Preview · Article · May 2012 · Monthly Notices of the Royal Astronomical Society
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    Nina Roth · Cristiano Porciani
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    ABSTRACT: We test third-order standard perturbation theory (SPT) as an approximation to non-linear cosmological structure formation. A novel approach is used to numerically calculate the three-dimensional dark matter density field using SPT from the initial conditions of two high-resolution cosmological simulations. The calculated density field is compared to the non-linear dark matter field of the simulations both point-by-point and statistically. For smoothing scales above 8 Mpc/h it shows a good agreement up to redshift 0. We present a simple fitting formula to relate the linear and non-linear density contrast that accurately recovers the non-linear time evolution for 0 <= z <= 10 at the per cent level. To address the problem of biasing between the matter field and the haloes identified in the simulation, we employ the Eulerian local bias model (ELB), including non-linear bias up to the third order. The bias parameters are obtained by fitting a scatter plot of halo and matter density (both from the simulation and from SPT). Using these bias parameters, we can reconstruct the halo density field. We find that this reconstruction is not able to capture all the details of the halo distribution. We investigate how well the large scale bias can be described by a constant and if it corresponds to the linear bias parameter b_1 of the local bias model. We also discuss how well the halo-halo power spectrum and the halo-mass cross spectrum from the reconstructed halo density field agree with the corresponding statistics from the simulation. The results show that while SPT is an excellent approximation for the matter field for suitably large smoothing scales even at redshift 0, the ELB model can only account for some of the properties of the halo density field.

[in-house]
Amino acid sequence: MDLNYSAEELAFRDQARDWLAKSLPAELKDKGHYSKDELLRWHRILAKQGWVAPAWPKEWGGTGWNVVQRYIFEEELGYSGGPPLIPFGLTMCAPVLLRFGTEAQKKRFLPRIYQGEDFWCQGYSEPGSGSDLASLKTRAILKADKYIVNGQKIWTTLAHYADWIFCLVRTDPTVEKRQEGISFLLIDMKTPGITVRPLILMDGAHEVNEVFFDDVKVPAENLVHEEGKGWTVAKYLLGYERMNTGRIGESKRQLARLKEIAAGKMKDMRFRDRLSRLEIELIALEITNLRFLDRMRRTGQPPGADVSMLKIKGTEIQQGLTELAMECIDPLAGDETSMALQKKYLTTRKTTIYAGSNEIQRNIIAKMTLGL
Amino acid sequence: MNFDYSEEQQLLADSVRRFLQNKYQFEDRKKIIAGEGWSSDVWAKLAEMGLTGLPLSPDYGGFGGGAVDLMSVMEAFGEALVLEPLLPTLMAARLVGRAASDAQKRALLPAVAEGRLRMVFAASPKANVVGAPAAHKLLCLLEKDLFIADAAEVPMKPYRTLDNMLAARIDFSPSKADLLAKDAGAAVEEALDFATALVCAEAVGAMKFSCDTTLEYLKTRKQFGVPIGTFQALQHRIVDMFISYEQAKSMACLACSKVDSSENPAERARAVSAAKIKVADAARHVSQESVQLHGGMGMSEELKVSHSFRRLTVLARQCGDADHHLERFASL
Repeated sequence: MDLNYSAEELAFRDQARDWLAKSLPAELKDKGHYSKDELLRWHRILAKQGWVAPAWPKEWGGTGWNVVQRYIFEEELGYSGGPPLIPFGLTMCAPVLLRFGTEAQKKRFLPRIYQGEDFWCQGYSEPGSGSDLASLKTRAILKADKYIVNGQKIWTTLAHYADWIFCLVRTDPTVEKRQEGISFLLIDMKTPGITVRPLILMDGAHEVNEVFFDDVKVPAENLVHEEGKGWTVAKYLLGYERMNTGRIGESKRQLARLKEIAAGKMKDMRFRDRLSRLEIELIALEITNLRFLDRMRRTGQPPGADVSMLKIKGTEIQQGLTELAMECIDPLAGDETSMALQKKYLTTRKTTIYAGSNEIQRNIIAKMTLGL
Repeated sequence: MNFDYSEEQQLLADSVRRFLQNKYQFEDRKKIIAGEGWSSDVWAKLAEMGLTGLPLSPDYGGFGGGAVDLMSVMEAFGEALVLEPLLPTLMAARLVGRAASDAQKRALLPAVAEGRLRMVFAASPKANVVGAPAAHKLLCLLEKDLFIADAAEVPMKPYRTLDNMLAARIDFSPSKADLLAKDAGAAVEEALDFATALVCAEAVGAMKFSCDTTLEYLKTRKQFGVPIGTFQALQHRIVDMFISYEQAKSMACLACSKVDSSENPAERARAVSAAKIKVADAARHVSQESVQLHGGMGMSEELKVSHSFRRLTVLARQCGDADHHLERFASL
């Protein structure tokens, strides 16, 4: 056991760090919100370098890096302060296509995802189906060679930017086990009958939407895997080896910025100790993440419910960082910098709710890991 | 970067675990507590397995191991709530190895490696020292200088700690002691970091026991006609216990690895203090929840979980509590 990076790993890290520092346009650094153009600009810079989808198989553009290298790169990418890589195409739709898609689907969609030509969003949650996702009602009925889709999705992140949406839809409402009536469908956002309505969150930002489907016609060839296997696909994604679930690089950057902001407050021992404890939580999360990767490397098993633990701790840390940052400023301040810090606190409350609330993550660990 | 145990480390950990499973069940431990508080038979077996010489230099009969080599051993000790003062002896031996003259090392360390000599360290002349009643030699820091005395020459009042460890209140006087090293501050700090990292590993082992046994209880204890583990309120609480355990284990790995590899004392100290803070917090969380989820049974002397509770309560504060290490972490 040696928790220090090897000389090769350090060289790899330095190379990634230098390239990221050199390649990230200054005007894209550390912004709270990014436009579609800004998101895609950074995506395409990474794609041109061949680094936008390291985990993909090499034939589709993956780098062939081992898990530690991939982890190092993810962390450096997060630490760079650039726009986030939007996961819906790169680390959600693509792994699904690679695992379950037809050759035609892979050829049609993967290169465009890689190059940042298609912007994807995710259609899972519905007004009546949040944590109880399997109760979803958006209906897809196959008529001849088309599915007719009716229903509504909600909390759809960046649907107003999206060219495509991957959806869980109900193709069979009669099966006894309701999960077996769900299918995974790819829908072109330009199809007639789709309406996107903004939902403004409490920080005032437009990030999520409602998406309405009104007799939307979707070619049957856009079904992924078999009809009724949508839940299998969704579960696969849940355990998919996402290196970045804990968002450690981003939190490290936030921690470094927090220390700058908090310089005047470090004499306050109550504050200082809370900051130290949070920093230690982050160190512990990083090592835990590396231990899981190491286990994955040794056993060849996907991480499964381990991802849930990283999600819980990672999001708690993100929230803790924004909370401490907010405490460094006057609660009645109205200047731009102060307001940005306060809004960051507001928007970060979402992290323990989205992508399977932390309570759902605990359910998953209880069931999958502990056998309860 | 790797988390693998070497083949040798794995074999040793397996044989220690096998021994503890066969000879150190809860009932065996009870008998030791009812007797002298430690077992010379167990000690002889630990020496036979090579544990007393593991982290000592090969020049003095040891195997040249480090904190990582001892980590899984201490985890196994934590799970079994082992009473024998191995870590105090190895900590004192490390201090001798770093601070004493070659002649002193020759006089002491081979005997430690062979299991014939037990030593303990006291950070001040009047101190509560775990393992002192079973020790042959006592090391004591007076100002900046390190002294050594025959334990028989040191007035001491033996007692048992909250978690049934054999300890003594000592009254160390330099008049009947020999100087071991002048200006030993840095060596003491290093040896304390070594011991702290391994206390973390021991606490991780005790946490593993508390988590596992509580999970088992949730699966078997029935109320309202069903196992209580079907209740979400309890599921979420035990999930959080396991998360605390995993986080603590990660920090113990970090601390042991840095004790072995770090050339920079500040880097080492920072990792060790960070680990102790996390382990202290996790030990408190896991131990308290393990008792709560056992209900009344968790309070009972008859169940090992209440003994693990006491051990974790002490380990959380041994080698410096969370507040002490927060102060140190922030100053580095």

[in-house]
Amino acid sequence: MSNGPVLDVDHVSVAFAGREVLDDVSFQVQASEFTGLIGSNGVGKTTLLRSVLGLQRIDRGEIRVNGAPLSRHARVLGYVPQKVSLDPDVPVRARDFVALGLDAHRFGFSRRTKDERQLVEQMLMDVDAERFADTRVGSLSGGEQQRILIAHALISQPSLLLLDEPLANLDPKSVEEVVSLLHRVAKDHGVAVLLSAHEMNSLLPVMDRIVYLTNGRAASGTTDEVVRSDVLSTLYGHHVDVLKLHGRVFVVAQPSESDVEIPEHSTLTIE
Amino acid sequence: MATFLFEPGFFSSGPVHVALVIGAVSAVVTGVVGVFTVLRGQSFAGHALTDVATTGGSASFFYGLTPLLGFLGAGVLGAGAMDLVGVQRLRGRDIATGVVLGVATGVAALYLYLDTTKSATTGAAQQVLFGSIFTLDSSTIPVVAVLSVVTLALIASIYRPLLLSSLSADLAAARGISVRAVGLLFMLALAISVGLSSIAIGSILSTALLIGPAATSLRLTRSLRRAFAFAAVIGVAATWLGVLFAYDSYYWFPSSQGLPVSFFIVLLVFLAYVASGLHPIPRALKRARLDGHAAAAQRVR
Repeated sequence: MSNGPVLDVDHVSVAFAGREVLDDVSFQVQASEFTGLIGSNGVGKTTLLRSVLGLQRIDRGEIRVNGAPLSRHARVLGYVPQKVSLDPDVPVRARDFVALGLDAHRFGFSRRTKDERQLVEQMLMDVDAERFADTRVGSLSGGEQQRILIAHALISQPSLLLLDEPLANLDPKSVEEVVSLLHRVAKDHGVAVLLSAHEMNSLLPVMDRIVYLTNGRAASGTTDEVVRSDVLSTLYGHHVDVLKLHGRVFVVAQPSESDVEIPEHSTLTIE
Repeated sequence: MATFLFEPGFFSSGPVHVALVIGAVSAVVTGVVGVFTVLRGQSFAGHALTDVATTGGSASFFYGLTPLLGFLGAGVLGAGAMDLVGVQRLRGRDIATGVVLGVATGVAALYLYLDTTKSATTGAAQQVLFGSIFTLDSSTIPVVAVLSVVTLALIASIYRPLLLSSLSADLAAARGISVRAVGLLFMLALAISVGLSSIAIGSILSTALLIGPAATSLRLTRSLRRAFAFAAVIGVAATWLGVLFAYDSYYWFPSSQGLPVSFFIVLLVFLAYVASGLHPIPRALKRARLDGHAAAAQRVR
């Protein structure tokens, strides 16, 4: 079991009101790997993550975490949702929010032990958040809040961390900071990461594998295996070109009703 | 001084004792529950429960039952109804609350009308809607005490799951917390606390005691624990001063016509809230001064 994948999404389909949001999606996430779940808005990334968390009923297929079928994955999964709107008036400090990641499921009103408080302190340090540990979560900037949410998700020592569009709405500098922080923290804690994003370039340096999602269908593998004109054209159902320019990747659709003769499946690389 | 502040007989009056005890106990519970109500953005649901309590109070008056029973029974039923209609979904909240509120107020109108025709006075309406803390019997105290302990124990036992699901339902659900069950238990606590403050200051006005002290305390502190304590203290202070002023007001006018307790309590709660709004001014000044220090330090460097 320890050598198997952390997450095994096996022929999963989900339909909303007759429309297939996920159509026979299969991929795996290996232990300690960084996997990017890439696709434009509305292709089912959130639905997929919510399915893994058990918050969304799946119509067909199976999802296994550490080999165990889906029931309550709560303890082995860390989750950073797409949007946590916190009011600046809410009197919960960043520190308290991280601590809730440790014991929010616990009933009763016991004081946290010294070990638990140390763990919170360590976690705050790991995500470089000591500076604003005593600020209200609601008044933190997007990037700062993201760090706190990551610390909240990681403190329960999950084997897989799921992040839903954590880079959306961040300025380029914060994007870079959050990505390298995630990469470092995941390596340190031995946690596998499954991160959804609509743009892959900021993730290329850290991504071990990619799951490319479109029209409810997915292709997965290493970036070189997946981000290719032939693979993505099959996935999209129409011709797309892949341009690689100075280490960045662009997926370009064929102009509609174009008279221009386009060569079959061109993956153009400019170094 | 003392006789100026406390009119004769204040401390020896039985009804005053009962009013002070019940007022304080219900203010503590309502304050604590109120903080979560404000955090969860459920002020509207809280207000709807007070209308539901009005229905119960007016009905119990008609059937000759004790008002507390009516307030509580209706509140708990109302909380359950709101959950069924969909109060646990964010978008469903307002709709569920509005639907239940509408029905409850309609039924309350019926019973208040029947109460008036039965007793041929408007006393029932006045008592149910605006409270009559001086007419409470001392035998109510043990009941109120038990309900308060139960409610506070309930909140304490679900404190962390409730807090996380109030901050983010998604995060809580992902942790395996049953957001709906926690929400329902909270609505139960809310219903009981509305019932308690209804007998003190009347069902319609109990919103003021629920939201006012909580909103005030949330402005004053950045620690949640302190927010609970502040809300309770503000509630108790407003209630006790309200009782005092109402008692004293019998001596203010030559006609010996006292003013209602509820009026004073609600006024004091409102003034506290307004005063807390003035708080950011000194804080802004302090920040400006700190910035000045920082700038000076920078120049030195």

Preview · Article · Jan 2011 · Monthly Notices of the Royal Astronomical Society